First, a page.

Friday, December 22, 2006

This guy has got it right, but I'm not so sure that other people in KY do

State acts in child's best interest
Emberton, Tom. Lexington Herald-Leader, June 19, 2006, pg. A8.

At issue
Herald-Leader articles by Valarie Honeycutt Spears: "Foster adoption under review; some say parents' rights ended for wrong reasons," April 30; "Adoption probe snags supervisor; inspector general expands investigation into family services," May 13; "Parental rights get boost in court; appeals decision could impact inquiry into adoptions," May 30; "State to hold hearings on adoptions; women rally in Lexington to support biological parents," June 1; "Adoption system changes announced; officials say federal bonuses not a factor," June 2. Herald-Leader editorials "Mothers trying to protect children shouldn't lose them," May 14, and "Not so fast; adoption policies need legislative review," June 8

In recent weeks, the Herald-Leader has published claims by advocates alleging that the Department for Community Based Services inappropriately removes children from their parents to increase the number of state foster care adoptions and boost federal financial bonuses.

The issues raised in the articles need public discussion. But the articles offered little context or discussion of the actions the department is taking to ensure that policies are fair and procedures are enforced.

Families are sacred and must be preserved. This truth underscores all that we do at the department. When families break down, however, it is the department's responsibility to advocate for the child's well-being.

By law, the department must investigate allegations that a child is experiencing or vulnerable to abuse, neglect or dependency. Removing a child from his or her home is an extreme circumstance that is accomplished only through the judicial process.

At all stages of the process, the department commits to acting only in the best interest of the child. Although the process promotes confidentiality to protect the child, independent entities, such as the foster care review boards, are involved to ensure that a child's best interest is being served.

Determining what is best for a child is often subject to varying opinions. Parents sometimes contest a court's decision to remove a child. The decision is never an easy one. Scrutiny of the decision is not only expected, but from the department's perspective, it is welcomed to ensure that all interests are adequately represented.

Critical to the process, however, is the department's commitment and adherence to due process provided by Kentucky courts. Due process provides a level playing field for parents and advocates to voice their opinions on what is best for a child.

The insinuation that the department "fast-tracks" adoptions for a federal bonus shows a gross misunderstanding of the federal law. The Adoption and Safe Families Act of 1997 intends to encourage all states to find permanent homes for children in foster care. It is important to note that evidence supports the federal government's emphasis on seeking permanency for children.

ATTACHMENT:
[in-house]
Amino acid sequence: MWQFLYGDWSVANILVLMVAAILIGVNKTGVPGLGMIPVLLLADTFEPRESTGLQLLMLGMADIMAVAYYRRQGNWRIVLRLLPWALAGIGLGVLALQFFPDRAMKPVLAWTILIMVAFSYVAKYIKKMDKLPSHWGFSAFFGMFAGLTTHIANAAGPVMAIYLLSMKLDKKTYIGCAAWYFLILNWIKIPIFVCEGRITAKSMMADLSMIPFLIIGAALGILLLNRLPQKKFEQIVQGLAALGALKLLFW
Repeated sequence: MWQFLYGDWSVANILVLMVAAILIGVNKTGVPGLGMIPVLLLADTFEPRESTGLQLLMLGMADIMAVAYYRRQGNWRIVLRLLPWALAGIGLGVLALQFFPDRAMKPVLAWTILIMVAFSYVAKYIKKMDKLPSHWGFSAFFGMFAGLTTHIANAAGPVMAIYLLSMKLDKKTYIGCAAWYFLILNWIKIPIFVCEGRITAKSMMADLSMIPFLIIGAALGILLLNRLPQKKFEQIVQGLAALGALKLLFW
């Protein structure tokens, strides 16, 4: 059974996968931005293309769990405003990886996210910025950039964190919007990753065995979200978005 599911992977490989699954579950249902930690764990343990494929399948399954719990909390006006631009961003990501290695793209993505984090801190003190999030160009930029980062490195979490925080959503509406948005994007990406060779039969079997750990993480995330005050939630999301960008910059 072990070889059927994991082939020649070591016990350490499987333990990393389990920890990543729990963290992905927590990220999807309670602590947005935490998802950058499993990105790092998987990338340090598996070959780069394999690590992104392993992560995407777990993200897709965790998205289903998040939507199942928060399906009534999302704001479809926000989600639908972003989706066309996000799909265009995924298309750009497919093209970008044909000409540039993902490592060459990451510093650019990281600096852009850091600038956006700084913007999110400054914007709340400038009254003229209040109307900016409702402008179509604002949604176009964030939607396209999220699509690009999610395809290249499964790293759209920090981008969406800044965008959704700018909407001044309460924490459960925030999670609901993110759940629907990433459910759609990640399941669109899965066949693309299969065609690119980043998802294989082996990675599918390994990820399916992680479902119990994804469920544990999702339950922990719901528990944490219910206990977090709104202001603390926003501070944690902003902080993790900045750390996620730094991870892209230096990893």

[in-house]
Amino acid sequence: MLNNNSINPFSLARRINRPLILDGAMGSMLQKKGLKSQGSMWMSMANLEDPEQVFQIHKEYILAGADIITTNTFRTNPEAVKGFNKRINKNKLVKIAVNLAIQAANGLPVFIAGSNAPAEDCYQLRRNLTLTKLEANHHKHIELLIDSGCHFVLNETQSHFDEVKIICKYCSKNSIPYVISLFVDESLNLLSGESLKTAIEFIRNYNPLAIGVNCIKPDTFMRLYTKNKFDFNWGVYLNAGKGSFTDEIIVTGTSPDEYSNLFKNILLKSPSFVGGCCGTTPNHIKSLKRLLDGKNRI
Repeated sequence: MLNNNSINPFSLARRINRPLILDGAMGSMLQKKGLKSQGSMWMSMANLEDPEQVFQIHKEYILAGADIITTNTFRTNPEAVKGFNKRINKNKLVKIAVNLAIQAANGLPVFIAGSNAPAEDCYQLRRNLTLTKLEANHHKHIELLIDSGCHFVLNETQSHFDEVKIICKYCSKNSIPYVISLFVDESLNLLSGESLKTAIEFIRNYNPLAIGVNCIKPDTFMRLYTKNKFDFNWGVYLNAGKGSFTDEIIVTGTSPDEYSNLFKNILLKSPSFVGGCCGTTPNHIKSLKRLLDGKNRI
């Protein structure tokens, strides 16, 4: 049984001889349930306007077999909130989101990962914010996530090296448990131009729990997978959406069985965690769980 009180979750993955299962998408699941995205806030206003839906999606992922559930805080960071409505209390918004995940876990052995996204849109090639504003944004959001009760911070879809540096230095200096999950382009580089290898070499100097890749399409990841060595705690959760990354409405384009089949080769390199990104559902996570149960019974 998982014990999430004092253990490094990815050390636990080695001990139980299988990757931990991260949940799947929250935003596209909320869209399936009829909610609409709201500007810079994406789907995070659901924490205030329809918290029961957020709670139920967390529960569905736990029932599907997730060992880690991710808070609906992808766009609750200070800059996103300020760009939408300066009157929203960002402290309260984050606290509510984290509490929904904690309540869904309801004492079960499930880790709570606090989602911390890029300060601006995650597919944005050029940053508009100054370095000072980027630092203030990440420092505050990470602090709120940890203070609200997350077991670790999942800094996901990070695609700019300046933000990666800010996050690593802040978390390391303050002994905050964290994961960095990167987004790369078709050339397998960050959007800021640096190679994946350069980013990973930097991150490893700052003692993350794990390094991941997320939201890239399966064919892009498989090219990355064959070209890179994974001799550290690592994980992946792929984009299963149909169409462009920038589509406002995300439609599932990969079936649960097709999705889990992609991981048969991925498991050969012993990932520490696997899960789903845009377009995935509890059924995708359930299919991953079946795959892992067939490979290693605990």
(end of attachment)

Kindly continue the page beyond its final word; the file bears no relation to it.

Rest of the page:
Research shows that permanency for children is crucial to their future health and well-being and that children do not do well in long-term foster care settings. The earlier a new permanent relationship is established, the more likely a positive outcome will be achieved.

If states move children into permanent homes in a timely manner, the federal government compensates the state for its costs in moving the child to a permanent home.

In fiscal year 2005, the department paid out more than $37 million to adoptive families in adoption subsidies, designed to help adoptive parents meet the special needs of children they have adopted through the state foster care system.

Compare that amount to the $1 million the department received from the federal government for finding new permanent adoptive homes for 902 children. To say that the department seeks to gain $1 by spending $37 is nonsensical. The department's focus is to achieve the goal promoted by the law: to find permanent homes for children in temporary care.

The adoption process can always be improved, and the department has taken several steps to address concerns. The department has provided a means for field staff -- without fear of retaliation -- to voice concerns anonymously when, in their opinion, the facts do not support a decision.

Caseworkers are encouraged to use the new intranet-based system to request an independent case review. Staff should feel confident that they have the ability to speak up concerning individual cases without fear of reprisal.

The department has also requested that the Office of the Inspector General investigate concerns raised in Hardin County. Although policies and procedures are in place to ensure that due process is not abbreviated, we realize that people implement the policies and procedures. We are cooperating fully with the investigation and will address any and all findings.

The vast majority of our workers are dedicated professionals who follow the proper protocol to the letter. But even one poorly managed case is unacceptable, and the department is dedicated to finding and correcting any problems in the system.

The department and I welcome this debate because Kentucky's children deserve nothing less than our focus and attention. Working with our community partners and supporting the inspector general's investigation, we are committed to ensuring that children are safely and appropriately placed.

Commissioner of the state Department for Community Based Services


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